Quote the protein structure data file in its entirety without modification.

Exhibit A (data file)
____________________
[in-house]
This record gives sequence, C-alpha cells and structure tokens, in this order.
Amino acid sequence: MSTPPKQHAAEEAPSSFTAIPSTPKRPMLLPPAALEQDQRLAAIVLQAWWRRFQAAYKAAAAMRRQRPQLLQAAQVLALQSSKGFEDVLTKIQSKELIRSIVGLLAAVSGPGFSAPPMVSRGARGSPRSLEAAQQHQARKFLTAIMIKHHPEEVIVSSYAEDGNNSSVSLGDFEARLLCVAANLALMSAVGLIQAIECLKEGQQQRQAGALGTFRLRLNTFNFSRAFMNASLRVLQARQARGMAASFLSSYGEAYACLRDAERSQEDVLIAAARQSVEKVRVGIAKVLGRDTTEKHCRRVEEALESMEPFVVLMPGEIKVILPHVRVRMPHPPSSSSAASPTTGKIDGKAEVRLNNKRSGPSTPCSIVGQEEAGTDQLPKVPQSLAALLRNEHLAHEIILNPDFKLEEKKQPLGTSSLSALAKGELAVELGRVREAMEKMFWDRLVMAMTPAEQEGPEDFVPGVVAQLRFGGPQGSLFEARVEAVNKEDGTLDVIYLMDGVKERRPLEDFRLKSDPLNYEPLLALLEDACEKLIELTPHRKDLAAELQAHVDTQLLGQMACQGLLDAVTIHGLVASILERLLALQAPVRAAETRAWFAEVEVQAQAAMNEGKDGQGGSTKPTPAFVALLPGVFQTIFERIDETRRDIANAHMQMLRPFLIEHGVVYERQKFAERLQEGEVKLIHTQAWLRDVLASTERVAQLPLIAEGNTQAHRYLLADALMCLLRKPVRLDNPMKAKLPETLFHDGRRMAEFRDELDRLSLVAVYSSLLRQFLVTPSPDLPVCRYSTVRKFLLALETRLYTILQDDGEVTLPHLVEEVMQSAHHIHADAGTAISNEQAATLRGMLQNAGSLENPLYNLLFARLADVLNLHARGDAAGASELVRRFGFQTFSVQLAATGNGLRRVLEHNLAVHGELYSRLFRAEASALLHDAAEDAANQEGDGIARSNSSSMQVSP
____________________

[in-house]
This record gives sequence, C-alpha cells and structure tokens, in this order.
Amino acid sequence: MSTPPKQHAAEEAPSSFTAIPSTPKRPMLLPPAALEQDQRLAAIVLQAWWRRFQAAYKAAAAMRRQRPQLLQAAQVLALQSSKGFEDVLTKIQSKELIRSIVGLLAAVSGPGFSAPPMVSRGARGSPRSLEAAQQHQARKFLTAIMIKHHPEEVIVSSYAEDGNNSSVSLGDFEARLLCVAANLALMSAVGLIQAIECLKEGQQQRQAGALGTFRLRLNTFNFSRAFMNASLRVLQARQARGMAASFLSSYGEAYACLRDAERSQEDVLIAAARQSVEKVRVGIAKVLGRDTTEKHCRRVEEALESMEPFVVLMPGEIKVILPHVRVRMPHPPSSSSAASPTTGKIDGKAEVRLNNKRSGPSTPCSIVGQEEAGTDQLPKVPQSLAALLRNEHLAHEIILNPDFKLEEKKQPLGTSSLSALAKGELAVELGRVREAMEKMFWDRLVMAMTPAEQEGPEDFVPGVVAQLRFGGPQGSLFEARVEAVNKEDGTLDVIYLMDGVKERRPLEDFRLKSDPLNYEPLLALLEDACEKLIELTPHRKDLAAELQAHVDTQLLGQMACQGLLDAVTIHGLVASILERLLALQAPVRAAETRAWFAEVEVQAQAAMNEGKDGQGGSTKPTPAFVALLPGVFQTIFERIDETRRDIANAHMQMLRPFLIEHGVVYERQKFAERLQEGEVKLIHTQAWLRDVLASTERVAQLPLIAEGNTQAHRYLLADALMCLLRKPVRLDNPMKAKLPETLFHDGRRMAEFRDELDRLSLVAVYSSLLRQFLVTPSPDLPVCRYSTVRKFLLALETRLYTILQDDGEVTLPHLVEEVMQSAHHIHADAGTAISNEQAATLRGMLQNAGSLENPLYNLLFARLADVLNLHARGDAAGASELVRRFGFQTFSVQLAATGNGLRRVLEHNLAVHGELYSRLFRAEASALLHDAAEDAANQEGDGIARSNSSSMQVSP